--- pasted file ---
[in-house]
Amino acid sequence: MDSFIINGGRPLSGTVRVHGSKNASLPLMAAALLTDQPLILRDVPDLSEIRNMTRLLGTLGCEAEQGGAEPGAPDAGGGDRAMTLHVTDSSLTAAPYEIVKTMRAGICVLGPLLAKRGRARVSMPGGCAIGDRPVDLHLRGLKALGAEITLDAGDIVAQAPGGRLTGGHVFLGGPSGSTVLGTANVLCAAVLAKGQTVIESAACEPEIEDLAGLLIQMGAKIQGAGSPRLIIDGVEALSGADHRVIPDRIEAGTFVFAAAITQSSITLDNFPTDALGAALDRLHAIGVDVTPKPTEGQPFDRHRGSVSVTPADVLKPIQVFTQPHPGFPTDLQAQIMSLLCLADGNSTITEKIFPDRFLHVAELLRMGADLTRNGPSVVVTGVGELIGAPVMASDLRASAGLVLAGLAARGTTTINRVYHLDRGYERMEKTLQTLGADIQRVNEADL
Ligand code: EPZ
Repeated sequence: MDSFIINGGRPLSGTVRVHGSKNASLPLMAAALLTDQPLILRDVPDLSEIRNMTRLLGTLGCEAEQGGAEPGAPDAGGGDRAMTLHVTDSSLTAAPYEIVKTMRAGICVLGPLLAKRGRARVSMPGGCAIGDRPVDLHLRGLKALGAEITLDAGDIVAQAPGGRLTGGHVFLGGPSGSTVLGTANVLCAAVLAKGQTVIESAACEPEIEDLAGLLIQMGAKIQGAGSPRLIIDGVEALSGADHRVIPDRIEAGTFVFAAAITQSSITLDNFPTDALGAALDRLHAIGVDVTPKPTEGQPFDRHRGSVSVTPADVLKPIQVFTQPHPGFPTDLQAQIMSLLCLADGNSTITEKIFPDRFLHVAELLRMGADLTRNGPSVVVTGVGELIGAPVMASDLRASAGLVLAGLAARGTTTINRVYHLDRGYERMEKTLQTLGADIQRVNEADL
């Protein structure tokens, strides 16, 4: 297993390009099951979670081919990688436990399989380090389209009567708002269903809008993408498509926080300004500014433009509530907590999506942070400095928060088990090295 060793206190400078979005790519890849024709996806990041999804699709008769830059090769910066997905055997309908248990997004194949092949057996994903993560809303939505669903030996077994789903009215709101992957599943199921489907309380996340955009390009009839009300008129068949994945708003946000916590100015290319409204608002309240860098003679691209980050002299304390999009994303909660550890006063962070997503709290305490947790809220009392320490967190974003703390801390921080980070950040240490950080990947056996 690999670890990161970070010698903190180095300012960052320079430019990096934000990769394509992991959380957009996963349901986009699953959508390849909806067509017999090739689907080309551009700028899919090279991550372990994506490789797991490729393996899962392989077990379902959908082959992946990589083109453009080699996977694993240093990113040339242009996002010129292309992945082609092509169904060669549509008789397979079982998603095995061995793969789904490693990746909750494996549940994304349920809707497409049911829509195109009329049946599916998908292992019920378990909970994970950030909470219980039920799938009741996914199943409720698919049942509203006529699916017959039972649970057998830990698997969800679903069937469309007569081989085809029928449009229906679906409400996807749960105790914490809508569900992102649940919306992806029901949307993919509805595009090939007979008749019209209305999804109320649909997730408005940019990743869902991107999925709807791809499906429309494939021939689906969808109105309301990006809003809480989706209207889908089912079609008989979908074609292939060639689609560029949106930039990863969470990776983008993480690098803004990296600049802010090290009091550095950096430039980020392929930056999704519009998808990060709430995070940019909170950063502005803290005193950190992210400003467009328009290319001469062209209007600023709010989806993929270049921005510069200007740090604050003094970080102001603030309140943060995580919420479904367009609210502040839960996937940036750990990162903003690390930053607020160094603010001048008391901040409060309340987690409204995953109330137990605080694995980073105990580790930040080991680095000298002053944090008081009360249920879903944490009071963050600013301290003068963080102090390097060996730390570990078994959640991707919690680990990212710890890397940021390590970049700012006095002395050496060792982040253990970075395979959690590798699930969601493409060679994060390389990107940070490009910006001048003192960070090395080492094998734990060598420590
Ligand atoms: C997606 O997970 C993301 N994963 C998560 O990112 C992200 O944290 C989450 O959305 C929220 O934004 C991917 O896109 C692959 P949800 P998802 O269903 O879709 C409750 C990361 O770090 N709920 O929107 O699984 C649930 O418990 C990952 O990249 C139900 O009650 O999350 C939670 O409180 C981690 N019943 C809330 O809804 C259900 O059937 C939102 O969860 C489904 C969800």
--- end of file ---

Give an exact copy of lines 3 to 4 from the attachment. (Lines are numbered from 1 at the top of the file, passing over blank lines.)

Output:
Ligand code: EPZ
Repeated sequence: MDSFIINGGRPLSGTVRVHGSKNASLPLMAAALLTDQPLILRDVPDLSEIRNMTRLLGTLGCEAEQGGAEPGAPDAGGGDRAMTLHVTDSSLTAAPYEIVKTMRAGICVLGPLLAKRGRARVSMPGGCAIGDRPVDLHLRGLKALGAEITLDAGDIVAQAPGGRLTGGHVFLGGPSGSTVLGTANVLCAAVLAKGQTVIESAACEPEIEDLAGLLIQMGAKIQGAGSPRLIIDGVEALSGADHRVIPDRIEAGTFVFAAAITQSSITLDNFPTDALGAALDRLHAIGVDVTPKPTEGQPFDRHRGSVSVTPADVLKPIQVFTQPHPGFPTDLQAQIMSLLCLADGNSTITEKIFPDRFLHVAELLRMGADLTRNGPSVVVTGVGELIGAPVMASDLRASAGLVLAGLAARGTTTINRVYHLDRGYERMEKTLQTLGADIQRVNEADL